Coping and support

By Mayo Clinic Staff

Coping with dysthymia can be challenging since it can have such a strong hold on your life. Dysthymia makes it hard to engage in behavior and activities that can help you feel better. In addition to the treatments recommended by your doctor or therapist, consider these tips:

  • Focus on your goals. Dealing with dysthymia is an ongoing process. Stay motivated by keeping your goals in mind.
  • Simplify your life. Cut back on obligations when possible, and set reasonable schedules for goals.
  • Keep a journal. Use it to express your pain, anger, fear or other emotions.
  • Read reputable self-help books recommended by your doctor or therapist. Use them as a discussion tool during therapy.
  • Don't become isolated. Try to participate in activities and get together with family or friends regularly.
  • Take care of yourself. Eat a healthy diet, get physical activity and get sufficient sleep.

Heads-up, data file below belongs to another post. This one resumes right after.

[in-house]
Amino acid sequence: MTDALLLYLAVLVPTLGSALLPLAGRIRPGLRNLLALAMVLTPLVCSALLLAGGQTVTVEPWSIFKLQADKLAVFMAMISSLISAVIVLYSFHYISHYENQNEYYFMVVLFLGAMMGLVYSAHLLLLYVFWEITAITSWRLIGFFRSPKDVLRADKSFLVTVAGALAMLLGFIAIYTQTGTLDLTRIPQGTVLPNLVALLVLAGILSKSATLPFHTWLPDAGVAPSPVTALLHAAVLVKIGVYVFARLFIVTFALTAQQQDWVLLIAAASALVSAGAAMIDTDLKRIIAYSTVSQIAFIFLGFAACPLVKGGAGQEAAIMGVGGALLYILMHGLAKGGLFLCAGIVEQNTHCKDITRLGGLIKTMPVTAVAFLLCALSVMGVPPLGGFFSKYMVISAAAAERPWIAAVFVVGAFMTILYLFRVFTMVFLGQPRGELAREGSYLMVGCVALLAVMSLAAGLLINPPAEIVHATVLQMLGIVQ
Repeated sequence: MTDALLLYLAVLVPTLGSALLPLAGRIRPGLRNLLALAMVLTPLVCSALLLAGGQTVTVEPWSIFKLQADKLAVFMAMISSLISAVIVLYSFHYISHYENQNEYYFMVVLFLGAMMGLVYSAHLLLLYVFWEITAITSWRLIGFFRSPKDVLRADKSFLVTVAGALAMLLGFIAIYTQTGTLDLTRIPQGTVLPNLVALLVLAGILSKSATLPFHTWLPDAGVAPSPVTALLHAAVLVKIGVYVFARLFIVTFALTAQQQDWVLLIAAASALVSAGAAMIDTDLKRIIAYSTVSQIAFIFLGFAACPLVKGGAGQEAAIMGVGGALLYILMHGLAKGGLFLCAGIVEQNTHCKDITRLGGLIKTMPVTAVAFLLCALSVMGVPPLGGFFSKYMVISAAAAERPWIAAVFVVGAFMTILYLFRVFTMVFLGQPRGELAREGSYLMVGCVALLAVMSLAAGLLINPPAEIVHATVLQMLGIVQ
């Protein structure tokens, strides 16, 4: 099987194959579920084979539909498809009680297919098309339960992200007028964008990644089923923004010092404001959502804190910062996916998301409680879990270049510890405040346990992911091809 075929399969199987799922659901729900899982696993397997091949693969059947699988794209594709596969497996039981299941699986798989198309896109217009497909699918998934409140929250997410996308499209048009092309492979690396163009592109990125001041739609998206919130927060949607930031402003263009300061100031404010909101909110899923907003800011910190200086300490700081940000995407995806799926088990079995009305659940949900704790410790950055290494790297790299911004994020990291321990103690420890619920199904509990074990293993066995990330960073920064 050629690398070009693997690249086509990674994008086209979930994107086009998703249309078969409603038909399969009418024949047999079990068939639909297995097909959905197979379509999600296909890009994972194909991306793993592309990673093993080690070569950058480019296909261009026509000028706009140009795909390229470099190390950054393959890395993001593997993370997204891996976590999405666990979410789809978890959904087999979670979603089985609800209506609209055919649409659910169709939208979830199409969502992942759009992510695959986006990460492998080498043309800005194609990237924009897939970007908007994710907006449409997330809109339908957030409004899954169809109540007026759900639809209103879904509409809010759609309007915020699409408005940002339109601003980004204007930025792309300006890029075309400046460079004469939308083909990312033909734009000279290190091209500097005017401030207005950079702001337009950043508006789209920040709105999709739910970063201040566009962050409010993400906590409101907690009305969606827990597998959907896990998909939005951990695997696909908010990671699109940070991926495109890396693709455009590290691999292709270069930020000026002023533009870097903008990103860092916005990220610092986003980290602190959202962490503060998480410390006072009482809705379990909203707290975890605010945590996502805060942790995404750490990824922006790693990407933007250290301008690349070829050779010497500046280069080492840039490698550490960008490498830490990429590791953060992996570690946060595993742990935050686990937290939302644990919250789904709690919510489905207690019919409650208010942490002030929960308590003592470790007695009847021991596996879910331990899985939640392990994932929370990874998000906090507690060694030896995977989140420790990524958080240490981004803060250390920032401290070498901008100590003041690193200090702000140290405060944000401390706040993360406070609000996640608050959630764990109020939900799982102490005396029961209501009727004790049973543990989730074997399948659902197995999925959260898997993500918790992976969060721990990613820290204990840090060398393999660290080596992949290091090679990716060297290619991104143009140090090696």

• Join a support group. Many organizations, such as the National Alliance on Mental Illness (NAMI) and the Depression and Bipolar Support Alliance (DBSA), offer education, support groups, counseling and other resources to help with depression. Employee assistance programs and religious organizations may also offer help.
  • Learn relaxation and stress management. Try such stress-reduction techniques as meditation, progressive muscle relaxation, yoga or tai chi.
  • Structure your time. Plan your day and activities. Try to stay organized. You may find it helpful to make a list of daily tasks.
  • Don't make important decisions when you're down. Avoid decision making when you feel depressed or have trouble concentrating or thinking clearly.
Dec. 20, 2012